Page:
Roy Lichtenstein – White Brushstroke I, 1923-1997. Sold in 2020: $25,417,000. Courtesy Sotheby’s

Willem de Kooning – Women (Green), 1904-1997. Sold in 2020: $23,260,000. Courtesy Christie’s Images LTD. 2021

The U.S. remained the leader of global sales between 2019 and 2020, commanding a 42% share in total sales volume.

Art Market Report 2021, Art Basel & UBS

Edvard Munch – Summer Day or Embrace on the Beach (The Linde Frieze), 1904. Sold in 2021: £16,284,000 ≈ $22,341,517. Courtesy Sotheby’s

During Covid, online auctions at the major houses reached somewhere between 650,000 to 750,000 attendees. While auctions were broadcasted online before the pandemic, Covid massively accelerated not only online viewership, but online bidding and purchases themselves, despite a small percentage of viewers being active bidders. Still, even with increased access, online sales did not completely replace in-person ones, as sales in both the primary and secondary art and antiquities markets fell an estimated 22% from their 2019 levels, according to Art Basel and UBS’s recognized annual Art Market Report.

Pablo Picasso – Femme Dans un Fauteuil, 1881-1973. Sold in 2020: $29,557,500. Courtesy Christie’s Images LTD. 2021


Masterworks, an online platform that allows individuals to invest in blue- chip artwork, has also met newfound success as the art world moves online. Catering to a larger market of individual, smaller investors, rather than institutional investors or ultra-high-net-worth collectors, Masterworks is much like Robinhood for art collectors. It is paving the way for understanding what a digital art market can look like.

Sanyu – Fleurs Dans Un Pot Bleu Et Blanc, 1895-1966. Sold in 2020: HK$187,055,000 ≈ $24,082,583. Courtesy Sotheby’s

In doing so, Masterworks is capturing a millennial collector audience whose buying power will only grow with time and age. According to a recent ART31 survey, 67.8% of young people considered the arts important, but cost and accessibility deterred them from becoming collectors.

Yayoi Kusama – Pumpkin, 1993. Courtesy Masterworks

Mariya Golovina, Masterworks’ Director of Acquisitions, says Masterworks has successfully “addressed the issue of access to the art market by lowering the financial threshold,” so that more admirers can participate.

“The top auction houses held triple the number of virtual auctions in 2020 compared to 2019.”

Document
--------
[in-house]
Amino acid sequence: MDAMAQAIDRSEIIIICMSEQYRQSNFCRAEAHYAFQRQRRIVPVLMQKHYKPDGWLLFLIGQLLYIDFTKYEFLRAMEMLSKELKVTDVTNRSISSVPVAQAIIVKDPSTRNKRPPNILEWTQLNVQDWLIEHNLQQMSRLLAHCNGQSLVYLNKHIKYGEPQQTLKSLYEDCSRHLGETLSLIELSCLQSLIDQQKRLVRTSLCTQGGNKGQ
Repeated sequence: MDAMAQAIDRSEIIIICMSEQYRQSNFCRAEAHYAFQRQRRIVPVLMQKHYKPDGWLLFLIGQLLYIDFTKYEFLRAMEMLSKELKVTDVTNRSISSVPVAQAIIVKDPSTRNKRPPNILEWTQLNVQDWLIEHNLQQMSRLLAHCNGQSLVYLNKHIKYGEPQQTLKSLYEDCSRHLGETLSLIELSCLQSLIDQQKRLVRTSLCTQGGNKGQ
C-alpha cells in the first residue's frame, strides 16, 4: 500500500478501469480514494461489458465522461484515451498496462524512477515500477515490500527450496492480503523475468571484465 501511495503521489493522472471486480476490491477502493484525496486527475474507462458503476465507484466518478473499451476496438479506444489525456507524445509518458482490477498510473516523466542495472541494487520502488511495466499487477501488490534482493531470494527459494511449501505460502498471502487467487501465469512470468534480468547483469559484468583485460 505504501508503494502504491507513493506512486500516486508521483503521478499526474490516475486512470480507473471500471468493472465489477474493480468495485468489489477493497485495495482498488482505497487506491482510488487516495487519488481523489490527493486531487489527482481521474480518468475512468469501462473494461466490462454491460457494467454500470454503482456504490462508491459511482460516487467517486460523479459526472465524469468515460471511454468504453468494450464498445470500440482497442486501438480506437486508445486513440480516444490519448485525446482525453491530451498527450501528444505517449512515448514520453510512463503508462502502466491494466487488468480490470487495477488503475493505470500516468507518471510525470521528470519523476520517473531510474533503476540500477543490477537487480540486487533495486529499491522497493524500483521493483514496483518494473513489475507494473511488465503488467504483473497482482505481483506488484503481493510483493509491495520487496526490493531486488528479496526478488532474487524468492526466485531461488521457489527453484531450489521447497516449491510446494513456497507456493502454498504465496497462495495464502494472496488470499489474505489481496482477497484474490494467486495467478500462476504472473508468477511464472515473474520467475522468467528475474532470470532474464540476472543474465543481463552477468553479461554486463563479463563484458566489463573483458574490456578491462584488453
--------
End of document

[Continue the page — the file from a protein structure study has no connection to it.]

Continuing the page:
Simon de Pury Art Auctioneer, Dealer, & Curator

Wayne Thiebaud – Four Pinball Machines, 1920. Sold in 2020: $19,135,000. Courtesy Christie’s Images LTD. 2021

Another trend to note is the recent 2021 arrival of NFTs, or non-fungible tokens, brought to fame by a Christie’s-brokered $69 million sale. The piece, Everydays: The First 5000 Days, a digital collage by artist Mike Winkelmann, also known as Beeple, was sold on Makersplace, an NFT art trading marketplace. NFTs are a blockchain token that can represent or back any asset and can be purchased with cryptocurrency Ether on a marketplace.

This year, many of those backed assets have been digital art. While an NFT collector technically does not purchase any copyrights to the art itself, they simply own the blockchain token that backs it. That token, or NFT, is rendered valuable because it is issued as an exclusive limited edition by the artist him or herself. For the collector, the value and incentive of owning an NFT is the same buy-low-sell-high strategy used in stock trading.

Between 2019 and 2020, the number of small galleries increased by 90%, while the number of medium galleries decreased by 29%.

Artsy Gallery Insights 2021, Artsy

Joan Mitchell – Untitled, 1953-1954. Sold in 2020: $11,297,500. Courtesy Phillips

Change in Gallery Size 2019-2020

Between a growing global collector base, increased accessibility, and brand-new investment platforms, the art world is abundant with opportunity. Over the next decade, a new generation of gallerists, sellers, artists, and collectors will take reign, fundamentally transforming the industry for good.

Sandro Botticelli – Portrait of a Young Man Holding a Roundel, 1480. Sold in 2021: $92,184,000. Courtesy Sotheby’s